TDWI Research Report Explores Operationalizing and Embedding Analytics
Report explores trends and best practices in delivering analytics and how to operationalize analytics into business processes to make them more actionable and thus more valuable.
SEATTLE, WA, January 14, 2015—TDWI Research has released its newest Best Practices Report, Operationalizing and Embedding Analytics for Action. This original, survey-based research focuses on helping business users understand the latest technologies and platforms as well as the challenges facing organizations beginning to embed and operationalize analytics. The report provides in-depth analysis of current strategies and future trends across both organizational and technical dimensions including organizational culture, infrastructure, data, and processes.
The report also examines challenges and how enterprises are overcoming those challenges. It offers recommendations and best practices for successfully operationalizing analytics in any organization.
Enterprises are embedding and operationalizing analysis into dashboards, devices, applications, systems, and databases. In other words, analytics is becoming part of a business process. For example, frontline workers are using such analytics to make decisions that impact profit or cost. Website applications are using these analytics to better connect with customers.
What’s driving this trend? Fern Halper, director of TDWI Research for advanced analytics and the author of the report, explains that as data volumes and the frequency of data continue to increase, companies are realizing that incorporating analytics into business processes makes them more consumable. She says, “Consumability has become a hot topic because it makes analytics available to a wider group of people than simply those who analyze data or develop models and share it with a select few. As more people use analytics output, its value increases.”
The survey found that over half of enterprises (54%) are now using analytics in dashboards for planning and strategy, and another 38% plan to use analytics in this way within the next three years. Sales, marketing, finance, and operations are the top departments where analytics is used, and survey respondents indicate that growth in these areas will be strong. On average, a third of respondents expect that users in each of these four groups will use analytics in their department within three years.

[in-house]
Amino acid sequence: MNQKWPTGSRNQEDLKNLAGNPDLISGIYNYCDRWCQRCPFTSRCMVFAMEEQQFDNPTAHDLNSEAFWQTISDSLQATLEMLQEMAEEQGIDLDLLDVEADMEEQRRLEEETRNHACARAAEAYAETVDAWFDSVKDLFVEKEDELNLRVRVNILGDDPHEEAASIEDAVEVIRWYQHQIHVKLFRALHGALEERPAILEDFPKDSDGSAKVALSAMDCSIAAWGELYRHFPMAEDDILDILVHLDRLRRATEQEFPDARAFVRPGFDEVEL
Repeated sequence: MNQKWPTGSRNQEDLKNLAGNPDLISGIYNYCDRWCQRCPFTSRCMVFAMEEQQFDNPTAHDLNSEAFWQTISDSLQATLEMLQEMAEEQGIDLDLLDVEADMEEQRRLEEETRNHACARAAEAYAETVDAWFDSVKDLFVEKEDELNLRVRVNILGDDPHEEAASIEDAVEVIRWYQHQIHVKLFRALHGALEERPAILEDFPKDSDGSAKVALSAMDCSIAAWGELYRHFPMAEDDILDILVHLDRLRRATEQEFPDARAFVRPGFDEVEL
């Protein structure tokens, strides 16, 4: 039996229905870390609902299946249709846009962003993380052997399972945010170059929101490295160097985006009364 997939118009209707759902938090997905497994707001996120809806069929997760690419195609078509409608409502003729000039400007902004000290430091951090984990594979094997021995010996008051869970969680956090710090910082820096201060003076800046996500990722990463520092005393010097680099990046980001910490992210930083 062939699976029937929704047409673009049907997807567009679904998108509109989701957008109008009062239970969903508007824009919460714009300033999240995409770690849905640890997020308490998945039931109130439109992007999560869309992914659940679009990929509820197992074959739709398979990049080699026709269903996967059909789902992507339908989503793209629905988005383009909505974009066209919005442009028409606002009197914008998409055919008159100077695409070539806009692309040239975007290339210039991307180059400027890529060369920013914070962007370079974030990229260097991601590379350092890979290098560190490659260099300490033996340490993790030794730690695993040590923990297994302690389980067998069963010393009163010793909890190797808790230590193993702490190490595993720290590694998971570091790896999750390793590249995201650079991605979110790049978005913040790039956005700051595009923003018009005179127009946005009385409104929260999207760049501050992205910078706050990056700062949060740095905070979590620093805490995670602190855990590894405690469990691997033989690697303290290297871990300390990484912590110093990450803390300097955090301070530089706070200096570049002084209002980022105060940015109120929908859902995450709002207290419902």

Analytics is of little value unless it triggers action. In the vast majority of use cases, that means users take action manually, according to the report. Fewer than 20% of respondents say that processes in their organization automatically take action.
This comprehensive report reveals:
- Organizations appear to be trying to systematically utilize analytics as part of a business process. In this survey, 47% of respondents claim to embed analytics into operational systems now. The same percentage state that analytics is being embedded into databases.
- It takes a long time to embed predictive models into business processes: 30% do it within one month, 58% say it takes from two to nine months, and another 14% say it takes more than nine months.
- Challenges companies face in embedding and operationalizing analytics include poor data quality (or a lack of trust in their data or the results), lack of skilled personnel, and insufficient budget.
- The majority of respondents focus on what has already happened in their analysis, but 19% of enterprises are looking at what might happen in the future.
Halper offers suggestions for overcoming the people challenges and explains how vendors are helping overcome technical issues. She also explores the data, analytics, and platforms used in operationalizing and embedding analytics.
This research was sponsored by Information Builders, OpenText, Pentaho (a Hitachi Group company), SAP, SAS, Space-Time Insight, Tableau, and Talend.
About the Author
Fern Halper is director of TDWI Research for advanced analytics, focusing on predictive analytics, social media analysis, text analytics, cloud computing, and other “big data” analytics approaches. She has more than 20 years of experience in data and business analysis and has published numerous articles on data mining and information technology. Halper is co-author of "Dummies" books on cloud computing, hybrid cloud, service-oriented architecture and service management, and big data. She has been a partner at industry analyst firm Hurwitz & Associates and a lead analyst for AT&T Bell Labs. Her Ph.D. is from Texas A&M University. You can reach her at firstname.lastname@example.org or follow her on Twitter: @fhalper.
For 20 years, TDWI has provided individuals and teams with a comprehensive portfolio of business and technical education and research about all things data. The in-depth, best-practices-based knowledge TDWI offers can be quickly applied to develop world-class talent across your organization’s business and IT functions to enhance analytical, data-driven decision making and performance. TDWI advances the art and science of realizing business value from data by providing an objective forum where industry experts, solution providers, and practitioners can explore and enhance data competencies, practices, and technologies. TDWI offers five major conferences as well as topical seminars, onsite education, membership, certification, live Webinars, resourceful publications, industry news, and in-depth research. See tdwi.org or follow us on Twitter @TDWI.
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